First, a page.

AnalysisUnion Report  

Analysis: Backlash Against Pension Reform Drives Kentucky #RedforEd Group to Join American Federation of Teachers

By Mike Antonucci | April 7, 2021

Kentucky public school teachers protest for a "day of action" at the State Capitol in 2018. (Bill Pugliano / Getty Images)

Mike Antonucci’s Union Report appears most Wednesdays; see the full archive.

Three years ago, teachers in Kentucky joined the burgeoning #RedforEd movement by staging a protest against a pension reform bill that legislators rammed through in less than 24 hours. They followed up with a sickout that shut down some two dozen school districts.

Those labor actions were not organized by the Kentucky Education Association, the state National Education Association affiliate that represents about 27,500 working K-12 public school employees. A Facebook group calling itself KY 120 United was responsible.

The state Supreme Court later struck down the bill, but KY 120 United continued its activism, organizing protests in 2019 and lobbying the legislature. It sometimes acted in concert with the state union, and other times alone. This unstable relationship came to an abrupt end last week, when the leaders of KY 120 United announced that the group would become an affiliate of the American Federation of Teachers.

The move was prompted by the passage of a different pension reform bill, one that is supposed to save the state $3.57 billion over the next 30 years. The state union and its largest local, the Jefferson County Teachers Association, helped craft the bill. The unions remained neutral on the final version, which was vetoed by Democratic Gov. Andy Beshear but overridden by the Republican-controlled legislature.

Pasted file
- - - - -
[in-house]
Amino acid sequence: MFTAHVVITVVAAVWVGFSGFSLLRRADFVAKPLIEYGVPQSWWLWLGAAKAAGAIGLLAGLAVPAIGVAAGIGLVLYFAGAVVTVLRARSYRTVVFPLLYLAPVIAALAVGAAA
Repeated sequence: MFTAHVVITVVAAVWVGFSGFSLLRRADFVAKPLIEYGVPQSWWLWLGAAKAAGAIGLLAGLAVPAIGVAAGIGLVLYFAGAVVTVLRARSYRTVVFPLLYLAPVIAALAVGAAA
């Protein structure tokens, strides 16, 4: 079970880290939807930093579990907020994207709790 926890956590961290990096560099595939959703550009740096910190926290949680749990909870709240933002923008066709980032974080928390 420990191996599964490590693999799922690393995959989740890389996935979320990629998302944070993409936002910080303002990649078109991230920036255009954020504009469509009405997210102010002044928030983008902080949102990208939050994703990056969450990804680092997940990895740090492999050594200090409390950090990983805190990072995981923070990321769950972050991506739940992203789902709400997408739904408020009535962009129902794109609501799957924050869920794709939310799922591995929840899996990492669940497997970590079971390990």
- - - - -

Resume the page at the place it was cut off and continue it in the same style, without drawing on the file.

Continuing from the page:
KY 120 United strongly opposed the bill and viewed the unions’ position as a failure of courage. They hooked up with AFT, which previously had no teacher presence in Kentucky.

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“We’re not trying to hurt KEA, but what we’re saying is we just want something a little more substantial, something with a union backing,” said KY 120 United co-founder Nema Brewer.

“Associations are full of words, and unions are full of action,” Jeni Bolander, one of the group’s leaders, told the Courier Journal.

The group has been emphasizing that it will be a union, while the state union is merely an association. This is because it is designated by the IRS as a business league or trade association, similar to a chamber of commerce. But it’s a distinction without a difference. Every member of KEA belongs to NEA, which is a labor union. Its members pay dues to a labor union, and receive benefits and services from a labor union. They elect representatives to a labor union, who vote on a labor union’s positions and policies.

The state union has remained low key about its new competitor, except for a Facebook post that cautioned teachers to “beware of people who take credit for things they had no part in. There’s no telling what else they might say that isn’t true.”

It should also be mentioned that there is no money in running a Facebook group, but the potential for quite a bit as a union affiliate. KY 120 United will initially charge new members $132 annually. KEA’s total dues are $618 a year.

There may be confusion among Kentucky’s teachers about which group is doing what, something we got a glimpse of during a series of walkouts in 2019. At one point, KEA opposed a walkout and KY 120 United supported it, but when KY 120 United agreed to return to work, a splinter group rejected the idea.

This led to an unprecedented press conference by the leaders of Kentucky’s unions, in which they denounced the wildcat actions, sent cease-and-desist letters to various Facebook groups and characterized them as “a rogue group from the outside that has their own agenda.”

The situation in Kentucky may lead to tensions between the two national teachers unions. Public school employees have the right to join, or not join, either union. Both unions will have to compete for members. Additionally, it would be strange if AFT had no aspirations to become the exclusive bargaining agent in at least some of the state’s 171 school districts.

Interunion representation battles between NEA and AFT have become a rarity. If problems should arise in Kentucky, it could lead to a wave of union raiding there and elsewhere. I suspect NEA is unhappy with the creation of KY 120 United AFT but will try to avoid a wider conflict.

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